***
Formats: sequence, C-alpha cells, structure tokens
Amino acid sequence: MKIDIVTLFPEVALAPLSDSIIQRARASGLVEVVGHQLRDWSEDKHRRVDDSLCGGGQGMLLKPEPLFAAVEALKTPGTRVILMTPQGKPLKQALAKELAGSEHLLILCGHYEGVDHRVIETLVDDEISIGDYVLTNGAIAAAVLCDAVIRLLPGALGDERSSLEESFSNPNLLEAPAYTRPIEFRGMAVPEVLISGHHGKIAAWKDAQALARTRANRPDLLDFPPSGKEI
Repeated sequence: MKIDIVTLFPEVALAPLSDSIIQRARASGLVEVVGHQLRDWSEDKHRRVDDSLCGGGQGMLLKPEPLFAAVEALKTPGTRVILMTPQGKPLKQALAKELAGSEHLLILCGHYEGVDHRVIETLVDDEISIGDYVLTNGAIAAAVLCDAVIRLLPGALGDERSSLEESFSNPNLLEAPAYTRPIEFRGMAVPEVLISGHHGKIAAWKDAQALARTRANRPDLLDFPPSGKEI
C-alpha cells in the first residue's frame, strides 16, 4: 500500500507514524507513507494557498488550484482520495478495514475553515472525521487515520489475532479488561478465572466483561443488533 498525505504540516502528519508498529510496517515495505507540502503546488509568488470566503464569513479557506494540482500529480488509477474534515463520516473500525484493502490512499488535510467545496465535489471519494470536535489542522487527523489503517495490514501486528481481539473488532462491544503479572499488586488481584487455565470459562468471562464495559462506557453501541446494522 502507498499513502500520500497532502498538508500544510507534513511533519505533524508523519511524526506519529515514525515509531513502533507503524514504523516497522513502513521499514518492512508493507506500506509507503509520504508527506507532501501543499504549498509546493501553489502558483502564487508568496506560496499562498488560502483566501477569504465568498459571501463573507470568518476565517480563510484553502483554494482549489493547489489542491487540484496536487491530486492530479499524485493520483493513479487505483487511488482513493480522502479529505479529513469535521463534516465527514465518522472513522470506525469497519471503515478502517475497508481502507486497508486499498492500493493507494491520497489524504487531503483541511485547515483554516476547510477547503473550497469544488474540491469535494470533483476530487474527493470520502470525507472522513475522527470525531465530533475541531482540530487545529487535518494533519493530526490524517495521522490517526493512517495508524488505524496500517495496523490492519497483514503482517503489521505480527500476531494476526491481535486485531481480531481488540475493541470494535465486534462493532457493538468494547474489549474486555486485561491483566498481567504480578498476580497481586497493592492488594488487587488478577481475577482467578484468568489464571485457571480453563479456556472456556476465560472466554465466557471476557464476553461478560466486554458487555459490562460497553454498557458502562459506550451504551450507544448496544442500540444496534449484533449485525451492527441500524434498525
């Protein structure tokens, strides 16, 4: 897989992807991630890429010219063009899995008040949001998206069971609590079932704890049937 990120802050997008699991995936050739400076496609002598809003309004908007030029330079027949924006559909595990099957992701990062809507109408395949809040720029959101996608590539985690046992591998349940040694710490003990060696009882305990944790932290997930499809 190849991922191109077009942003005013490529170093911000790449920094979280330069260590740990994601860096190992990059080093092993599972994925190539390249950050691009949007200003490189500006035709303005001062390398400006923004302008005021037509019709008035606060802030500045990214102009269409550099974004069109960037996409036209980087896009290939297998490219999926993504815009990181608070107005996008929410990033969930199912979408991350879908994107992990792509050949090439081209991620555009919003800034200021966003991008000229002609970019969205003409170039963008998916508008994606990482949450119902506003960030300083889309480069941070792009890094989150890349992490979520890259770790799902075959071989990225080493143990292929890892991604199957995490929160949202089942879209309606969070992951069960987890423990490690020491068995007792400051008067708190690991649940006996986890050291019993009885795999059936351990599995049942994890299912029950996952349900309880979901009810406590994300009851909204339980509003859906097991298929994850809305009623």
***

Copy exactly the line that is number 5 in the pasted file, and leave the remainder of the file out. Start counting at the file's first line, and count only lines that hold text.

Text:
């Protein structure tokens, strides 16, 4: 897989992807991630890429010219063009899995008040949001998206069971609590079932704890049937 990120802050997008699991995936050739400076496609002598809003309004908007030029330079027949924006559909595990099957992701990062809507109408395949809040720029959101996608590539985690046992591998349940040694710490003990060696009882305990944790932290997930499809 190849991922191109077009942003005013490529170093911000790449920094979280330069260590740990994601860096190992990059080093092993599972994925190539390249950050691009949007200003490189500006035709303005001062390398400006923004302008005021037509019709008035606060802030500045990214102009269409550099974004069109960037996409036209980087896009290939297998490219999926993504815009990181608070107005996008929410990033969930199912979408991350879908994107992990792509050949090439081209991620555009919003800034200021966003991008000229002609970019969205003409170039963008998916508008994606990482949450119902506003960030300083889309480069941070792009890094989150890349992490979520890259770790799902075959071989990225080493143990292929890892991604199957995490929160949202089942879209309606969070992951069960987890423990490690020491068995007792400051008067708190690991649940006996986890050291019993009885795999059936351990599995049942994890299912029950996952349900309880979901009810406590994300009851909204339980509003859906097991298929994850809305009623």